Jacques de Moley, last Grandmaster 1292 until 1314

Amalfi Cross  –  this is a so-called Maltese Cross 

This Amalfi Cross was adopted by many medieval orders and sanctioned to sport on their mantle by the Pope. After the crusades ended all military orders dispersed and followed their individual prerogatives. One of them, the Order of Malta (Order of the Knights Hospittaler, Order of St. John, Order of Rhodes) moved to Cyprus until 1310, and then to Rhodes until 1522.  Defeated by the Muslim forces they escaped to Sicily. The Sovereign Military Order of Malta established a mission in Malta (1998) and uses Fort St. Angelo for 99 years only. The order has no observer status with the UN. Only the OSMTH is recognised as adviser to the UN at the NGO office.

The history of that cross: The duke of Amalfi, created that cross and placed it on his flags, flying at his castle San Nicola de Thoro-Plano

and showing on his coins. Those gold and silver coins were brought to the Holy Land by the Amalfi Bishop and circulated with greater success (the weight increased the value) than other legal tender. From here, the cross found its way onto the mantles of medieval knights, and until today is worn by various Orders. But, it never changed its name, it was and always will be an Amalfi Cross.

TEMPLAR FLAG: From the time onwards when the Templars and Hospitallers were fighting side by side. this black and white flag with the red Templar Cross was used to indicate the position of the Templar Knights.

TURCOPOLE FLAG: During the period of the Crusades, Turcopoles (sons of Turks) were locally recruited mounted archers employed by the Christian states of the Eastern Mediterranean. Although they were Muslims, they fought on the side of the Templar Knights for their own good; mainly to keep Armenian, Syrian and Persian Army’s out of their territory. Today’s members of the Templar Knights should not parade this style of cross unless they are representing Turcopoles.
TEMPLAR KNIGHT BATTLE FLAG: In the battlefield, it indicated the position of the Grandmaster or the person in charge. Flown on buildings it indicated that the Knights in that area were at war.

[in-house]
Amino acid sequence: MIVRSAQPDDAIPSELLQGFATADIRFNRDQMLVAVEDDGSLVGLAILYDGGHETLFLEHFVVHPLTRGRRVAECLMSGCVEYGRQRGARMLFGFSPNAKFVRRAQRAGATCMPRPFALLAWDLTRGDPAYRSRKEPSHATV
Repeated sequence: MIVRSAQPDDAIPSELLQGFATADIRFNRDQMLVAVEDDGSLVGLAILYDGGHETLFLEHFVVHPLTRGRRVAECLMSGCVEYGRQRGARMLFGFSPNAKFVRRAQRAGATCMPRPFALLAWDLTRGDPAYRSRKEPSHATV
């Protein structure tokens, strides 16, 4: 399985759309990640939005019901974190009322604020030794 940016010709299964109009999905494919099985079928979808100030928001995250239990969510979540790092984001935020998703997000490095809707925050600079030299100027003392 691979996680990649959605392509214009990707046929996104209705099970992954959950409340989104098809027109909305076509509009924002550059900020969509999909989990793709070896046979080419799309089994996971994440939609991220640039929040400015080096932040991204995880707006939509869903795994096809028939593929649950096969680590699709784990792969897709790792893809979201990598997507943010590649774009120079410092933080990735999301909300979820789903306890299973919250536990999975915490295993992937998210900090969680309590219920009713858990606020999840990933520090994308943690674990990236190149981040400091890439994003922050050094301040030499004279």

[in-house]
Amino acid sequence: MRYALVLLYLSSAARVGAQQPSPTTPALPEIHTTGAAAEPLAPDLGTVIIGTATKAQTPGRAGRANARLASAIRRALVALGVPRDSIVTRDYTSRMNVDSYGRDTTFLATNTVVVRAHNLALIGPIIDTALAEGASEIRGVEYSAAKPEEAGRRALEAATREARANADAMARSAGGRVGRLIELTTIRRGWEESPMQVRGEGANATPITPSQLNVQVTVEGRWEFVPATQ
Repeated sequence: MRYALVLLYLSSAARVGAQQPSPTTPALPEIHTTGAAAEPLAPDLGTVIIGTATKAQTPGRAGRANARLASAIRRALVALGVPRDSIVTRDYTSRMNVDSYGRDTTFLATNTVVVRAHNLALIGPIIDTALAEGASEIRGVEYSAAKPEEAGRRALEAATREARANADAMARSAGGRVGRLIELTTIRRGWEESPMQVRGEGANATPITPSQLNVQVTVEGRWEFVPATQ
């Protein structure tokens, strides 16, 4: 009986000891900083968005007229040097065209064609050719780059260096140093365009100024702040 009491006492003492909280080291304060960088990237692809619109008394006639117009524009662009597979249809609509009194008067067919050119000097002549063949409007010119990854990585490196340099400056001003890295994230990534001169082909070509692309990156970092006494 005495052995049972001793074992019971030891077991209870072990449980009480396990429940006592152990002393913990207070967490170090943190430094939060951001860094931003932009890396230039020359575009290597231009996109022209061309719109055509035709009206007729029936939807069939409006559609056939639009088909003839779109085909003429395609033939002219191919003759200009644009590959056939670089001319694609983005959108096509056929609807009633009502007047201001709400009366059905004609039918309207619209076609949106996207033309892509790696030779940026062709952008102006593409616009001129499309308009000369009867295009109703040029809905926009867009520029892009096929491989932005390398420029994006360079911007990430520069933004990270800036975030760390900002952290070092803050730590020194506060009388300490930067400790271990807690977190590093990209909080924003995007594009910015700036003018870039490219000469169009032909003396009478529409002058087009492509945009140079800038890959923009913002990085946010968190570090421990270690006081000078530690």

TEMPLAR KNIGHT BATTLE STANDARD: This battle standard was first used to show the position of the Knight in charge in the battlefield. First historic use was in 1187 during the 3rd crusade. The Armenian King Leo mentioned the flag in his letter- dated 1203 – as vexillum balzanum and Jaques de Vitry named it -Bauceant- because to Christians white means friendly, but for enemies black should mean terrible.
TEMPLAR KNIGHT SEAL: In the early years of the Order, before they actually started combat activities it was said they rode two Knights on one horse. Later in history, another seal shows a quite different picture. You will also find seals with the word: Sigilum, Sigilium, and Sigillium as well as Militium. The reason for that and where they were used, cannot be given on this public website.
The last Grandmaster of the Templar Knights, Jacques de Molay (in service 1265 – 18 March 1314). He was the 23rd Grandmaster, leading the Order as such from 20 April 1292 until it was dissolved by order of Pope Clement V. But his spirit lives on in our souls.10 Reasons the Knight Templars were History’s Fiercest Fighters.
  They created a brand new model of holy warrior. The members were monks, sworn to poverty, chastity, obedience and committed to fight ‘infidels’.
They didn’t joke around when it came to discipline. Under the ‘Templar Rule’, a detailed code governing everyday behaviour, the knights were required to live austere lives.
They refused ever to surrender. The opposite to Christian forces, who were ragtag armies with minimal training; the Templar Knights were highly trained fierce forces.
They were strategic thinkers as well as zealous fighters. They prevented new arriving Christians to picking fights as soon as possible; instead those new-comers were trained and integrated in a big army.
For poor knights, they were unbelievably rich. Individually poor, as group they were astonishing wealthy, because they received huge donations and did not pay any tax.
They were a full-service financial service group. Travellers to the Holy Land could deposit cash in Europe and the letter of credit (todays cheque) could be redeemed in any Commandery on the way.
They understood how Islamic institutions worked. The Arabic Madrasah, a place where Sunni scholars debated law, was introduced in England as Inn of Court.
They were so powerful a king went to war with them. After the crusades failed, the Order thought about to create an independent state in south-eastern France, but King  Philip IV. together with his cousin Pope Clement IV. declared war on them. The German Teutonic Knights at that time succeeded and created their own country, spreading all over todays territory of Lithuania, Latvia and Estonia.
The downfall was dramatic. At dawn on Friday 13, 1307, French officials arrested all Templar Knights. They were tortured to extract confessions about sinful, criminal behaviours and the order was formally dissolved in 1312.
10  They remained influential long after that date. Templar in some countries refused to follow the French way and Knights simply changed their names and outfits. Unfortunately the Templar Knights are depicted as shadowy organisations, especially in movies and books. Quite contrary, Templar Knights are active today in more than 34 countries worldwide and have two members as advisors to the United Nation Assembly in the NGO department.